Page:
Thuggish, offensive, violent behavior by persons of any race or ethnicity should never be tolerated by a civilized community. Shame on the Temples. If found guilty, I hope they are sent away and stay away.

Thuggish, offensive, violent behavior by persons of any race or ethnicity should never be tolerated by a civilized community. Shame on the Temples. If found guilty, I hope they are sent away and stay away.

Tolerant, measured responses by young people, particularly in the face of apparently unprovoked assault, should be acknowledged and commended. Kudos to Monsoor and Cooper for their maturity and perspective. When they return to Southern Oregon, I hope they stay. — Ed Roussell, Medford

Your Aug. 17 editorial ("$400,000 here, $400,000 there") really stung. It stung because it was right on the mark.

I apologize to the citizens of Medford for what appeared to be a cavalier response to the decision to accept responsibility for the failed paving project at the North Medford interchange. I regret that we may have created the impression that we shrug off the loss of the taxpayers' money.

I assure all Oregonians that we at ODOT take our public trust seriously — as something we earn by our performance. Try as we might to make perfect decisions every time, people unfortunately make mistakes.

We cannot talk publicly about personnel actions, but you should know that I hold every manager and employee accountable for their actions and decisions. We will correct this failure.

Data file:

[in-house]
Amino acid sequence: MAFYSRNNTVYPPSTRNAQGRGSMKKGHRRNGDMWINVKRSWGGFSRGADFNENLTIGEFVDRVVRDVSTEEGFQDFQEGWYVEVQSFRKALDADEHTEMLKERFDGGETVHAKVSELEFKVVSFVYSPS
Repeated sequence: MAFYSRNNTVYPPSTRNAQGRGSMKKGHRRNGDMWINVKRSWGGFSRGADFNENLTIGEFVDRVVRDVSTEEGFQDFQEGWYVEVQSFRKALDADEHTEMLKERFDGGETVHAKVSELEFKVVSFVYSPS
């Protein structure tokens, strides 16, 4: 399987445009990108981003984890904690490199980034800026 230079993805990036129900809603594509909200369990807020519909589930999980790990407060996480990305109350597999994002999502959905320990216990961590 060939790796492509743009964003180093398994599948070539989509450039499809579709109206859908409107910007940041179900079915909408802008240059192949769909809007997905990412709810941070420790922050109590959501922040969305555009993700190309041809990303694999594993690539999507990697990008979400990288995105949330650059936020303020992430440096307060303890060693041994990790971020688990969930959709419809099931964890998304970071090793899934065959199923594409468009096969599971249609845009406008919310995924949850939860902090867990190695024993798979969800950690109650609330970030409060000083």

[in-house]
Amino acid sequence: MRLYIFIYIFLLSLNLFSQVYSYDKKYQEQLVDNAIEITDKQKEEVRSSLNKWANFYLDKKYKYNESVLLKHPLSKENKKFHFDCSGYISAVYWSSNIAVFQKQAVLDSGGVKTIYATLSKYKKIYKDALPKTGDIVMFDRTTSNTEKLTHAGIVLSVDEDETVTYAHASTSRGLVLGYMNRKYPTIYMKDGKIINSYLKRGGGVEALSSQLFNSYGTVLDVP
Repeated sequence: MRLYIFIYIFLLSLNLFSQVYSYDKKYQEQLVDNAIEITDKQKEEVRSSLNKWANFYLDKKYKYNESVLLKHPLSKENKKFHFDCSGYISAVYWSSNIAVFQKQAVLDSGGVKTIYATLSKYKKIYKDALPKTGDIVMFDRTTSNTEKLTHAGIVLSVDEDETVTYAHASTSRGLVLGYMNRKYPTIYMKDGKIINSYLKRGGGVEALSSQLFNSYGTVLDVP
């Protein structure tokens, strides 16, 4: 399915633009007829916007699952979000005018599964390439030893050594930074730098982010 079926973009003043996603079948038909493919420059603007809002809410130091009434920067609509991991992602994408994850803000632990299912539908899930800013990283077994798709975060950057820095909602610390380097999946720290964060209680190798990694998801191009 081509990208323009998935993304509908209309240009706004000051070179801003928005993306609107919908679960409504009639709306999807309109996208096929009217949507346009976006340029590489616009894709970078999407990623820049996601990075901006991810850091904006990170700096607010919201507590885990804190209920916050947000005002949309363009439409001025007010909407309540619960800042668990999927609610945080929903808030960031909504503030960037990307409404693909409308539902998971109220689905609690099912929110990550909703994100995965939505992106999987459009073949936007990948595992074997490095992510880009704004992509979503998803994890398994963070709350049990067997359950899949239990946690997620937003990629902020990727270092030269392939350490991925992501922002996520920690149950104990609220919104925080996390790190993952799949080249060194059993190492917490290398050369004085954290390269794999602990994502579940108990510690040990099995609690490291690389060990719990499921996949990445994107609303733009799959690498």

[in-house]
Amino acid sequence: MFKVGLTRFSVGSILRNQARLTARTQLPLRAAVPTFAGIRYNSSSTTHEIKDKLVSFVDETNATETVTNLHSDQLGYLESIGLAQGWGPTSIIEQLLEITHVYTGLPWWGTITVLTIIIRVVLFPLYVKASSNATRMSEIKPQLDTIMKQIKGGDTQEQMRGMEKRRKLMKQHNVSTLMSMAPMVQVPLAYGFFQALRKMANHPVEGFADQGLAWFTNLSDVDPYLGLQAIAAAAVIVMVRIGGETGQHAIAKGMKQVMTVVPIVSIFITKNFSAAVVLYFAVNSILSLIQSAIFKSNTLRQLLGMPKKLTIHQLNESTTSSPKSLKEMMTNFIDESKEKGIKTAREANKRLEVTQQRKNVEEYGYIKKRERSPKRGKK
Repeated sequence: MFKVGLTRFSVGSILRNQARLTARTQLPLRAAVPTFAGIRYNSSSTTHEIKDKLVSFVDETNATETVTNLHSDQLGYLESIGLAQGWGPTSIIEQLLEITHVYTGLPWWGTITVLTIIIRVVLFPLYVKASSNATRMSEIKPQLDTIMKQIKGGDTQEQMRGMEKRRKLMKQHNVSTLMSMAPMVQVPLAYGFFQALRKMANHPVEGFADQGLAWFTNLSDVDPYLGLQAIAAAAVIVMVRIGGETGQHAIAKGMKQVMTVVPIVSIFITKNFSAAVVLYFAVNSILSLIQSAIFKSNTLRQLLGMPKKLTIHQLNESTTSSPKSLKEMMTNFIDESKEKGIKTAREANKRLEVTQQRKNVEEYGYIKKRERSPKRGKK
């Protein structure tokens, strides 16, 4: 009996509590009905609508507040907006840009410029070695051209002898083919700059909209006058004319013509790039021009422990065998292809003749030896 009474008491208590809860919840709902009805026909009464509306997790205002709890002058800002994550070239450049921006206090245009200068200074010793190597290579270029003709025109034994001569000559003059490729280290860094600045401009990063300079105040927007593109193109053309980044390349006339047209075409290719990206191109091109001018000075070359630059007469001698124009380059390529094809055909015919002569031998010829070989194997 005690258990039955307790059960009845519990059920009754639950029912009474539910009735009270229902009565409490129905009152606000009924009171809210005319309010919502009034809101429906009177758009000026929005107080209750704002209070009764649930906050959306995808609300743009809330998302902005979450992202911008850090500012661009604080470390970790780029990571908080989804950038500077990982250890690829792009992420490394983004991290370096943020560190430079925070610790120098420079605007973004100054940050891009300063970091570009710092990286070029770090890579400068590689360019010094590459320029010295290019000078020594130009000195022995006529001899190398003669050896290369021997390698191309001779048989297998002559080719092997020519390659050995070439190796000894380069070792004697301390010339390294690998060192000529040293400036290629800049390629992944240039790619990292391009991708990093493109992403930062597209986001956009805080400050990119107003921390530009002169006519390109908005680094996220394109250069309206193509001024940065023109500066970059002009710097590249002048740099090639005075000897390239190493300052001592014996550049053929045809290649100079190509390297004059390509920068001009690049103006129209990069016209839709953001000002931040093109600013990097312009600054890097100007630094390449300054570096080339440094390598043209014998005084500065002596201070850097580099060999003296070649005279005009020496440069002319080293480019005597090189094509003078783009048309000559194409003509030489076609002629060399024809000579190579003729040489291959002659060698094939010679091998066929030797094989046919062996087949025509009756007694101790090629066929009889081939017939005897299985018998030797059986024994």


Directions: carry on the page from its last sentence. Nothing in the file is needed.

In the meantime, I will ask tough questions about why this happened in the first place and what we need to do to avoid the mistake in the future. I will take whatever additional action is necessary.

I insist we do better and make every dollar count. We have too many transportation needs in Oregon to spend dollars twice on the same project. — Matthew L. Garrett, director, Oregon Department of Transportation, Salem

Bravo! Your recent attention to language issues via Bill Varble and the Aug. 14 editorial both address the necessity of revising an attitude toward other languages.

We must think beyond our own borders to a more global perspective. As North Americans we need to forego the belief that everyone in the world should converse in English.

Yes, English is the language of power in most of the world, but to truly participate in critical international conversations, we need to step up. I fully endorse learning other languages in order to become truly global citizens.

Children learn languages readily, as witnessed by the fact that almost all children in the world already speak a minimum of two languages. Adults are superior language learners, too, when effort and intention are applied.

Each time I stumble with a new language, the appreciation from my conversation partner is warm and generous to allow my errors. This decreases fear for both of us.

It is wonderful to be the one attempting to build a bridge between us! I believe this is one way to help our fine country make genuine friends in the world. — Zuna Johnson, Ashland

I want to thank John and Rhonda Taylor for their outstanding "Peter Pan" production.

My grandchildren and I were amazed and delighted to watch how excellent the children (and the two adults) were. They performed with incredible energy and acting qualities. I strongly recommend "Peter Pan" to everyone, adults and/or children. — Jannie Ledard, Jacksonville